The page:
Criteria for IPO Listing Eligibility

  • The corporation should have net physical assets of Rs. 3 crores over the previous three years, with the same entity holding no more than 50% of the monetary assets.
  • The corporation must generate a minimum-level pre-tax operating profit of 15 crores from the three most profitable years in the previous five years, calculated on a restated and consolidated basis.
  • In each of the previous three years, the company’s net worth was at least Rs. 1 crore.
  • The size of the IPO must not be greater than five times the company’s net worth before the IPO given by the company.
  • If the corporation changed its name within the last year, at least half of its revenue must come from the newly called company’s commercial activity.

Advantages of Going Public

  • More funds

Going public provides organizations with additional resources and liquidity to reinvest in their growth.

  • Enhanced market value

Due to increased openness and liquidity, companies’ market values frequently increase after going public. However, this is not the case for every firm that goes public.

  • Increased brand awareness and prestige

 Going public can boost a company’s visibility, which can assist it in expanding even more.

Disadvantages of Going Public

  • Escalated Liability

Bringing your organization public enhances the company’s and its officer’s and directors’ potential culpability for mismanagement. A public business is required by law to maximize shareholder profits and report operational information to its shareholders.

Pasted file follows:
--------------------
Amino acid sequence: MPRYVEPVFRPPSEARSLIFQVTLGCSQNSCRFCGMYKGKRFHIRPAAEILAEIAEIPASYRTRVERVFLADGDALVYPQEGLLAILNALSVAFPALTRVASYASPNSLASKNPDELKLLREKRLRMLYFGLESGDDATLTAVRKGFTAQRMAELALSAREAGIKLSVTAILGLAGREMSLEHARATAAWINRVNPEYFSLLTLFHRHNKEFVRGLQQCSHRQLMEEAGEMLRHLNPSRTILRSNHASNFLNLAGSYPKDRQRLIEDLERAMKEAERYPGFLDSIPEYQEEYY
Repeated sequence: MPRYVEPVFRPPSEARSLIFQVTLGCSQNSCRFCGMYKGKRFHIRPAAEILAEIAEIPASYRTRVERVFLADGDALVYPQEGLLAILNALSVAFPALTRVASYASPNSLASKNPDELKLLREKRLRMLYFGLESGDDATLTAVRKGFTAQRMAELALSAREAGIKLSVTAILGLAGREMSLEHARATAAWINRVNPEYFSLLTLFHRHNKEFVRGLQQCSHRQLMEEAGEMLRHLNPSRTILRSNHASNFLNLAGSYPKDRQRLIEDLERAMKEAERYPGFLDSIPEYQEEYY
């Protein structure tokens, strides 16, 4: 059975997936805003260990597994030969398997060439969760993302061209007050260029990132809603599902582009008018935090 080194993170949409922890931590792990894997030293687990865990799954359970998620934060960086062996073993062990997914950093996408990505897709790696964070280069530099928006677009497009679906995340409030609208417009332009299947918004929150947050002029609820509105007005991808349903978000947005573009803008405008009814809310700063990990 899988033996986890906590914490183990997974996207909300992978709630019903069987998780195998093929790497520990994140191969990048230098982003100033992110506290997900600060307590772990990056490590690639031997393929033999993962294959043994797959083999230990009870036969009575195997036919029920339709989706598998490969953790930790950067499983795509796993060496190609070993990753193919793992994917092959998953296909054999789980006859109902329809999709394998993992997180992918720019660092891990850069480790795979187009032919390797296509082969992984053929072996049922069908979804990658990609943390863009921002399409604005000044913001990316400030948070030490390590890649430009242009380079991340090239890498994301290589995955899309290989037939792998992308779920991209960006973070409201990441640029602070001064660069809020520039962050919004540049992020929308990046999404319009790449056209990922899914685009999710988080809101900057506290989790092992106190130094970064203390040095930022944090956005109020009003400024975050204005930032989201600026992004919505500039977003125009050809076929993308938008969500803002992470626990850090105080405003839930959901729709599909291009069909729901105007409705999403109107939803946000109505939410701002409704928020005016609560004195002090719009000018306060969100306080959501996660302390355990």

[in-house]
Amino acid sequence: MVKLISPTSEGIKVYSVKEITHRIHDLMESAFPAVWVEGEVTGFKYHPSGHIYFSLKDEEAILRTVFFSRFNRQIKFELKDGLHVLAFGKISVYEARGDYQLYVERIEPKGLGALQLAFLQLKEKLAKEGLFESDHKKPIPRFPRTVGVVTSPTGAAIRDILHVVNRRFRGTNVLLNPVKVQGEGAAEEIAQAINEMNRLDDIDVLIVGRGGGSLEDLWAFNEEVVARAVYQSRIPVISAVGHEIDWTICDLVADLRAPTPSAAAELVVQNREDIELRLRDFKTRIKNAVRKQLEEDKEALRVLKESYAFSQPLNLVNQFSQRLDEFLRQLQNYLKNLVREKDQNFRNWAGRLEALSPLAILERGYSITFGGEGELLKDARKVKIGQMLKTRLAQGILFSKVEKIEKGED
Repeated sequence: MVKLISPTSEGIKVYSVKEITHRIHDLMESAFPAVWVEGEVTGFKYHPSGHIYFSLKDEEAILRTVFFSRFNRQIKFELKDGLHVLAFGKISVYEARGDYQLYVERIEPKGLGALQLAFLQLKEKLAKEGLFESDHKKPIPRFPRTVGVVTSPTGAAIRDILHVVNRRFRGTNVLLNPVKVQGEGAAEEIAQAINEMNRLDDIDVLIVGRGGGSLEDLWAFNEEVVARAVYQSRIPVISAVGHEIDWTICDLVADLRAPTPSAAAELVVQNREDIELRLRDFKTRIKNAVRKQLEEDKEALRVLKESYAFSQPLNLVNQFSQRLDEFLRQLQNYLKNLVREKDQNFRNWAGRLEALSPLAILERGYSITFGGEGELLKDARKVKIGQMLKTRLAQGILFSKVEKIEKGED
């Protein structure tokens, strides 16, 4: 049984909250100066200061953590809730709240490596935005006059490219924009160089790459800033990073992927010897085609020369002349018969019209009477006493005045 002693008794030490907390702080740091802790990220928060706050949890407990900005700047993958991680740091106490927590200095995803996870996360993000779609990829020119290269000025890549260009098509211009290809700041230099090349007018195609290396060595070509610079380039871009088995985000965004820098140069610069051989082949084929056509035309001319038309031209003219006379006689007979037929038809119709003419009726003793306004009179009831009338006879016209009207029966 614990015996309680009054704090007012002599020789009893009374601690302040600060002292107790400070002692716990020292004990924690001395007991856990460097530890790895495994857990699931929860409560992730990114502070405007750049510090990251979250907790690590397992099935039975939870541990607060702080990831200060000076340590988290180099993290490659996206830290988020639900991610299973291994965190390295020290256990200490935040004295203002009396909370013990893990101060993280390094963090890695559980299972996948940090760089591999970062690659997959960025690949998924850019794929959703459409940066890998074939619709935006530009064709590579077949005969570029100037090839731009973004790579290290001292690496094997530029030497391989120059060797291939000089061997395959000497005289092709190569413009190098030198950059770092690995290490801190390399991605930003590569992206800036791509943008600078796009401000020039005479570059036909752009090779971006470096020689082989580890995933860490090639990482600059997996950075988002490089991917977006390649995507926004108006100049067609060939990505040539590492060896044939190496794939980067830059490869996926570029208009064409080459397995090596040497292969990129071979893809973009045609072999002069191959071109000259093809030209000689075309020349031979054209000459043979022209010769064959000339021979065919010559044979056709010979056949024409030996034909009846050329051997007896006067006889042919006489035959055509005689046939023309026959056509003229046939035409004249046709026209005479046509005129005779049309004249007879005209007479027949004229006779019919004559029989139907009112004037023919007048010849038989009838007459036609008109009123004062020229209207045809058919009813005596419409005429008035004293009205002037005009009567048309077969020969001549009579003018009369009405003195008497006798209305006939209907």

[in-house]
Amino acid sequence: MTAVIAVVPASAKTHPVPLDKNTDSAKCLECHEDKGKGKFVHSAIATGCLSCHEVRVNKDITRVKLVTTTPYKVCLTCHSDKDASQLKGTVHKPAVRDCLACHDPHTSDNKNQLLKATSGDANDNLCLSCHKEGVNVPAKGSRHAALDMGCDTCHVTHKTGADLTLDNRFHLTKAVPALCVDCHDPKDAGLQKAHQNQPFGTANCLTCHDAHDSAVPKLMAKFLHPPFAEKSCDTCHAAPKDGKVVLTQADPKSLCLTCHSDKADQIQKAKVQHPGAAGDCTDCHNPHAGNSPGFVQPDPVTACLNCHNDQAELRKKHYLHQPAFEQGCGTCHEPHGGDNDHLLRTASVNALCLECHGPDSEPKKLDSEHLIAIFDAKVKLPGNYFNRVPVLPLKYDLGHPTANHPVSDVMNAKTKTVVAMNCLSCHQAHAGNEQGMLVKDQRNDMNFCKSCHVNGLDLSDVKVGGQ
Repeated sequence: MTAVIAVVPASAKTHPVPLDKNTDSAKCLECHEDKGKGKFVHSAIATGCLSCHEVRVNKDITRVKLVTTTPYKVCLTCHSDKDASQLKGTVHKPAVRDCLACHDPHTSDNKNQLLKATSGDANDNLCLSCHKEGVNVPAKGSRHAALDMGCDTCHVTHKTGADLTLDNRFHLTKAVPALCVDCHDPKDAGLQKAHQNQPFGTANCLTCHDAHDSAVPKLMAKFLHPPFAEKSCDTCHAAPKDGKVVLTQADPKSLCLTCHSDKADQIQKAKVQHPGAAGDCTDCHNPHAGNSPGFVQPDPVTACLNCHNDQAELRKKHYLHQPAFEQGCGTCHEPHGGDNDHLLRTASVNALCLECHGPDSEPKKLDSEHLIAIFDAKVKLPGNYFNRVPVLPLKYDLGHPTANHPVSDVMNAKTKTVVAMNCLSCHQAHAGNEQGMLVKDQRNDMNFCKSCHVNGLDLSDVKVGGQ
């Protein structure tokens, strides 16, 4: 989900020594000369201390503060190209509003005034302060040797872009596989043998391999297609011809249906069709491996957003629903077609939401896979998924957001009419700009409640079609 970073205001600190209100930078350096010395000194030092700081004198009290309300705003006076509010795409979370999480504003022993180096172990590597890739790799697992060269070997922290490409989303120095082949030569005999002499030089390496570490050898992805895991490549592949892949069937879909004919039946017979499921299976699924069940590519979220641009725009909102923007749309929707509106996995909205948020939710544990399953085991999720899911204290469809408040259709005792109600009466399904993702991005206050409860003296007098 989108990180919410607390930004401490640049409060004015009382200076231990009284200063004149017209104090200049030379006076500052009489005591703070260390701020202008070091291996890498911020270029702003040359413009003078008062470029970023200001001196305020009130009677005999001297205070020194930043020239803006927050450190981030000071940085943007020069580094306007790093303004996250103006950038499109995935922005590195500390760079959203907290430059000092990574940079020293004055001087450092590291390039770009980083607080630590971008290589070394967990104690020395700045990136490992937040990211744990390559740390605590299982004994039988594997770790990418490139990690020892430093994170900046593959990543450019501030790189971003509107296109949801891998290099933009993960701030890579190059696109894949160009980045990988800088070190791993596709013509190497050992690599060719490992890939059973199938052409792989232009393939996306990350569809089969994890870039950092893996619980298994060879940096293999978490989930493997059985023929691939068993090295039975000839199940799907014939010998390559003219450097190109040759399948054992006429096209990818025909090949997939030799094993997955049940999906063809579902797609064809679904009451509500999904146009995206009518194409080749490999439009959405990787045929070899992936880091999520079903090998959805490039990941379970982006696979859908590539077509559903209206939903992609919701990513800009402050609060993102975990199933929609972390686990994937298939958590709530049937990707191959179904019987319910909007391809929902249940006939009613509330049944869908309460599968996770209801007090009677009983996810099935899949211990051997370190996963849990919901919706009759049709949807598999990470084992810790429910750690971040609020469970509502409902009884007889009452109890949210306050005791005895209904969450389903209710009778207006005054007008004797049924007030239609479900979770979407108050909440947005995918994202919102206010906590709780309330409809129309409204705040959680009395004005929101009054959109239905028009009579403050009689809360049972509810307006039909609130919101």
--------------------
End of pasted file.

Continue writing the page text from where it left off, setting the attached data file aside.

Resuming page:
• Loss of control

The company’s proprietors could lose the business’s control. Owners must also exercise caution since IPOs exposes a large amount of data about the company’s operations and owners to the public, which may give competitors important information.

  • Expensive procedure

The Initial Public Offering step is not cheap in and of itself. It includes legal, accounting, and registration fees, as well as the fees charged by the merchant bankers recruited for the purpose. There are also expenditures associated with the listing’s promotion, among other things.

Things to Think About Before Going Public

  • Is the timing appropriate for your industry? If you declare your IPO during a slump in your industry, you should expect a chilly response. Making an IPO in a favorable environment for your industry will increase your chances of success.
  • Is your company ready and prepared to commit fully to an IPO? The sooner an initial public offering (IPO) is made, the better its possibilities of success. IPOs that are postponed or “put on hold” are viewed negatively by the market.
  • Could your organization survive the distraction of a public offering? An IPO typically necessitates substantial managerial attention for a minimum of six months.


Going public could be an excellent method for private companies to expand their potential. Companies with solid foundations can reap numerous benefits from going public because the stock market is influenced by investor opinion. A corporation going public is often regarded as a sign of expansion, which benefits its public image. This might be a successful prospect for the firm and the investors with the rigorous investigation and in-depth analysis.

Get in touch with the experts at Vakilsearch to know more about why a company goes public.